Michael Libling’s last story for Asimov’s (“Wretched the Romantic”) appeared in our September 2016 issue. Mike and his wife, Pat, have since adopted Piper, a husky-retriever-lab mix that was rescued from Northern Quebec. The author’s debut novel, Hollywood North: Life, Love & Death in Six Reels, was recently published by ChiZine. It’s a mystery and fantasy noir set in his old hometown of Trenton, Ontario, and inspired by true events. Mike has a deeply moving companion piece to the following story on his website. “How a Comic Book Ad Taught Me about the Holocaust” (http://www.michaellibling.com/holocaust-comic-books-hitler-stamps/).

Like the heroes of this story, Sandra McDonald grew up on the Massachusetts seashore and attended a white clapboard church now prone to flooding. Unlike them, however, she has never tried to communicate with the dead. This tale of communications gone wrong was inspired in part by the story of Steve Jobs as written by his often-estranged daughter. It’s offered as evidence that technology can’t account for the mysteries of the human soul. 

Since his first fiction sale, to Asimov’s in 1995, Andy Duncan’s stories have appeared here and in Analog, Clarkesworld, Conjunctions, F&SF, Lightspeed, Tor.com and many anthologies, including multiple year’s-best volumes. His honors include a Nebula Award, a Theodore Sturgeon Memorial Award, and three World Fantasy Awards, the most recent for Wakulla Springs, cowritten with Ellen Klages (Tor.com, 2013; PS Publishing, 2018). The title story of his third collection, An Agent of Utopia: New and Selected Stories (Small Beer Press, 2018), was a Nebula Award finalist, Duncan’s ninth. A native of Batesburg, South Carolina, and a graduate of Clarion West 1994, he has an M.F.A. from the University of Alabama and teaches writing at Frostburg State University in Maryland. Andy considers his new story a companion piece to his March 1997 tale, “Beluthahatchie.” Music plays a major role in both stories.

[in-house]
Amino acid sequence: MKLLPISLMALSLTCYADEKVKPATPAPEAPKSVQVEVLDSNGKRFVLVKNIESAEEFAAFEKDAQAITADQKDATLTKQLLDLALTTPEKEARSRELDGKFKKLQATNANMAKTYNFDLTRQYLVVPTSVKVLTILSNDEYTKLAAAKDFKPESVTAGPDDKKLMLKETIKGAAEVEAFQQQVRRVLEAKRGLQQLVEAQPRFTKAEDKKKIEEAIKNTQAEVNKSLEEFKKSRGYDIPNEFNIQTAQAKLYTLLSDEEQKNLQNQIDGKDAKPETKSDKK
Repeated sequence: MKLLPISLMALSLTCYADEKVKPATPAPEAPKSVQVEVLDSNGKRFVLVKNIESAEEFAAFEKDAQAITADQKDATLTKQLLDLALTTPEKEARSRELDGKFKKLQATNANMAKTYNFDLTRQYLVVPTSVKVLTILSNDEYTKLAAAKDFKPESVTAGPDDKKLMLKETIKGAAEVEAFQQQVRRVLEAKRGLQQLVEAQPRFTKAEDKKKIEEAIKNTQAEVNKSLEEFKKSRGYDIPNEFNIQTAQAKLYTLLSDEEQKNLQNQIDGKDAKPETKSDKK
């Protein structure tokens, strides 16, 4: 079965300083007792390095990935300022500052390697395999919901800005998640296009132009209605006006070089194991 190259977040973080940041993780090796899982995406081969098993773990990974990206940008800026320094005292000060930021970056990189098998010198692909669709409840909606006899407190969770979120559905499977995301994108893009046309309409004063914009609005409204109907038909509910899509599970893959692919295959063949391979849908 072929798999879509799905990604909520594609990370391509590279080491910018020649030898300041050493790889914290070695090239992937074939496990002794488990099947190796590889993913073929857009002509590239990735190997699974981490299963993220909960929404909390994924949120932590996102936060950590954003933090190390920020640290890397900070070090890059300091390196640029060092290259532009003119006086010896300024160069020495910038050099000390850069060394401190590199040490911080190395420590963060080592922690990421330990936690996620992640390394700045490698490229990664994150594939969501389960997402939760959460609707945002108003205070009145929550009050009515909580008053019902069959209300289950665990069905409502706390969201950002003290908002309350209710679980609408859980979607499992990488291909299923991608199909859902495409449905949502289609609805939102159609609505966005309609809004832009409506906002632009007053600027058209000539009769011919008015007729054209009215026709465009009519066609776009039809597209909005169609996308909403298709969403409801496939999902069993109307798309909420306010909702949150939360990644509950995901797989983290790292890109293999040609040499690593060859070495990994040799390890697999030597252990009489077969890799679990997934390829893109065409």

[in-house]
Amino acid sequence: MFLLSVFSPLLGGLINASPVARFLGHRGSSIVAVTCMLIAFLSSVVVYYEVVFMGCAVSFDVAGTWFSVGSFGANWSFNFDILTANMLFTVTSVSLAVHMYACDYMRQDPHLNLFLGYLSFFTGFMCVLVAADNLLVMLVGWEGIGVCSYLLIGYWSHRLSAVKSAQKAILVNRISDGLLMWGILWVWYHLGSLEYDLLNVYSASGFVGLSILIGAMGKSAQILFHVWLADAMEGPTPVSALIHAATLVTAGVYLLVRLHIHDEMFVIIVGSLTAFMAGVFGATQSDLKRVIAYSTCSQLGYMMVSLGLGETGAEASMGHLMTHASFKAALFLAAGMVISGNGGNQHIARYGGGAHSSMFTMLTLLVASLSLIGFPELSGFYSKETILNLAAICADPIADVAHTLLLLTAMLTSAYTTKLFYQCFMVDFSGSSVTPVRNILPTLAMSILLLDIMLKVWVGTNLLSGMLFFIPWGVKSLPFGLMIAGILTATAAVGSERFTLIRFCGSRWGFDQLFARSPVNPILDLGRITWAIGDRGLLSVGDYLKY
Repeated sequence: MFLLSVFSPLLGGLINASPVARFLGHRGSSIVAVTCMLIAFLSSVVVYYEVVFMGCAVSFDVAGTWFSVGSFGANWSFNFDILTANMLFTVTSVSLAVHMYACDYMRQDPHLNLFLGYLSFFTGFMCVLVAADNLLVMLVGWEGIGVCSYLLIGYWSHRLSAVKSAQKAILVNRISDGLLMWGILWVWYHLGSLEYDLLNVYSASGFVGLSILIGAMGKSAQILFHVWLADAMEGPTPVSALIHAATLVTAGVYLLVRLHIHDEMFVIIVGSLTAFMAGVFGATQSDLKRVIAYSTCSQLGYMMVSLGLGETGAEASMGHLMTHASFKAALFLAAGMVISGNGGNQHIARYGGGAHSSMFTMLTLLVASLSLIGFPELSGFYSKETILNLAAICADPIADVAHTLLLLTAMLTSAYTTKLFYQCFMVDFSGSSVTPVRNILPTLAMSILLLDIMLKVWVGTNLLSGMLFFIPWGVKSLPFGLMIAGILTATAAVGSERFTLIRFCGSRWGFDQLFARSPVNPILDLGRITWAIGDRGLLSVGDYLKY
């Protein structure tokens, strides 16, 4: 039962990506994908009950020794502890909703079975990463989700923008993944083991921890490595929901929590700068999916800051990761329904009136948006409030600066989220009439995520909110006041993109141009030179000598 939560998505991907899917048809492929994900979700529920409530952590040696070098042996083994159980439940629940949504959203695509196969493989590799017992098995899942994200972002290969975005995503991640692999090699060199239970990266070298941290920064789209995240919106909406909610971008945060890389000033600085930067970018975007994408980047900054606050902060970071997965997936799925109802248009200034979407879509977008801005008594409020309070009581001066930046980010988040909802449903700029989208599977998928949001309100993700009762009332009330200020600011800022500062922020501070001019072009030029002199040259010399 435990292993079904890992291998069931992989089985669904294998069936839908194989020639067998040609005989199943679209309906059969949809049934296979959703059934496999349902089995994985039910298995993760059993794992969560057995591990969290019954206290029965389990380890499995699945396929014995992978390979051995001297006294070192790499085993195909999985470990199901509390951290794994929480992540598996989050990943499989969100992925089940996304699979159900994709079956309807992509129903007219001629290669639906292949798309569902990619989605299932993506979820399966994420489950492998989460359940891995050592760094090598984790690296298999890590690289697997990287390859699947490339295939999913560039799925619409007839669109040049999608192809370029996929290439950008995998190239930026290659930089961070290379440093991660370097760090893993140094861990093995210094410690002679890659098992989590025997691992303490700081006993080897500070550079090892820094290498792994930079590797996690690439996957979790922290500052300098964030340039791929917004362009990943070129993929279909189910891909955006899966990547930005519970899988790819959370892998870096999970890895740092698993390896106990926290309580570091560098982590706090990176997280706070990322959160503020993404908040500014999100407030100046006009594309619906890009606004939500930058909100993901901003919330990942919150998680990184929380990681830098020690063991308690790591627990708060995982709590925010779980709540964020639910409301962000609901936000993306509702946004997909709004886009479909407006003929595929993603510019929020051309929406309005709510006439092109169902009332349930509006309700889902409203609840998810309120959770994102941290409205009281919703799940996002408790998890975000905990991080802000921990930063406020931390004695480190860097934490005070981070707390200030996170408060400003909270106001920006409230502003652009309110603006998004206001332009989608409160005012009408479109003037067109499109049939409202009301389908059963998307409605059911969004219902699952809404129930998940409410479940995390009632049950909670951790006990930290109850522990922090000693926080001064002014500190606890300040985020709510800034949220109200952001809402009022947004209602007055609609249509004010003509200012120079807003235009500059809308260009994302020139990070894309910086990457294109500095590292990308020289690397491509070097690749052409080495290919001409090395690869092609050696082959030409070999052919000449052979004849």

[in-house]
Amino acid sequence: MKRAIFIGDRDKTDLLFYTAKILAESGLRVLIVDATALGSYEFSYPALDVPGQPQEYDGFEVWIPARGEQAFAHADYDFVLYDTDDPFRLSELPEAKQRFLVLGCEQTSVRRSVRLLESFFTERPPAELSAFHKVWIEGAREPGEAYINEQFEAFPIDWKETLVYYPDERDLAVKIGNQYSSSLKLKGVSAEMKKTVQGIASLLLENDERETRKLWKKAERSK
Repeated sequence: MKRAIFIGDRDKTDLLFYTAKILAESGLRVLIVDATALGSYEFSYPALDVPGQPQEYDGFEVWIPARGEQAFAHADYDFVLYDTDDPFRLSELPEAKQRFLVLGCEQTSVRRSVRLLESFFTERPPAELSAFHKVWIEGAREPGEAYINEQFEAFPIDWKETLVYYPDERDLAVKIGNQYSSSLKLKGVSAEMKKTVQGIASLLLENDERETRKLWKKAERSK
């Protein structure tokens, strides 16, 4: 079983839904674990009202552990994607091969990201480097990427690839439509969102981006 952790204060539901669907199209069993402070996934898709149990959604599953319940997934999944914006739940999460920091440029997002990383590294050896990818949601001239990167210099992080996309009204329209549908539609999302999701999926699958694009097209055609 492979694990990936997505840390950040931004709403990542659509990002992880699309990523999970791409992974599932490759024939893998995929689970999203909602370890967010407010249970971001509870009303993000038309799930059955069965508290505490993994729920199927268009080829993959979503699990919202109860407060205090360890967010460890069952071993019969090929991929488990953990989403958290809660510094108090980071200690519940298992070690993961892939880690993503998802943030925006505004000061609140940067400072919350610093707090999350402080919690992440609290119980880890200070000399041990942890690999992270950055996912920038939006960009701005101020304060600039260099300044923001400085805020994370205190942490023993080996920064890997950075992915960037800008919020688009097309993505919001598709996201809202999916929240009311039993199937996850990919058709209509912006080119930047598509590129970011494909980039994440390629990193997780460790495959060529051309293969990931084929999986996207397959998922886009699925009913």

Since Megan Arkenberg’s fiction last appeared in Asimov’s, she’s moved to California to pursue a doctorate in English literature. Her dissertation is about—among other things—late Victorian medical science and early science fiction, two genres that inspired “All in Green Went My Love Riding.” Megan can be found online at www.meganarkenberg.com.

Gord Sellar (gordsellar.com) is a Canadian writer living in South Korea with his wife, Jihyun Park, and their son. In recent years, he and Jihyun have collaborated on translating Korean SF. The stories have been published at Clarkesworld and in Readymade Bodhisattva: The Kaya Press Anthology of South Korean Science Fiction. Gord’s own stories have appeared in Asimov’s, Analog, Clarkesworld, and Interzone, “Winter Wheat” is his first tale set on the Canadian prairie where he grew up, and it is dedicated to the memory of his late father, from whom he learned (among many things) his love of stories and of sharing them.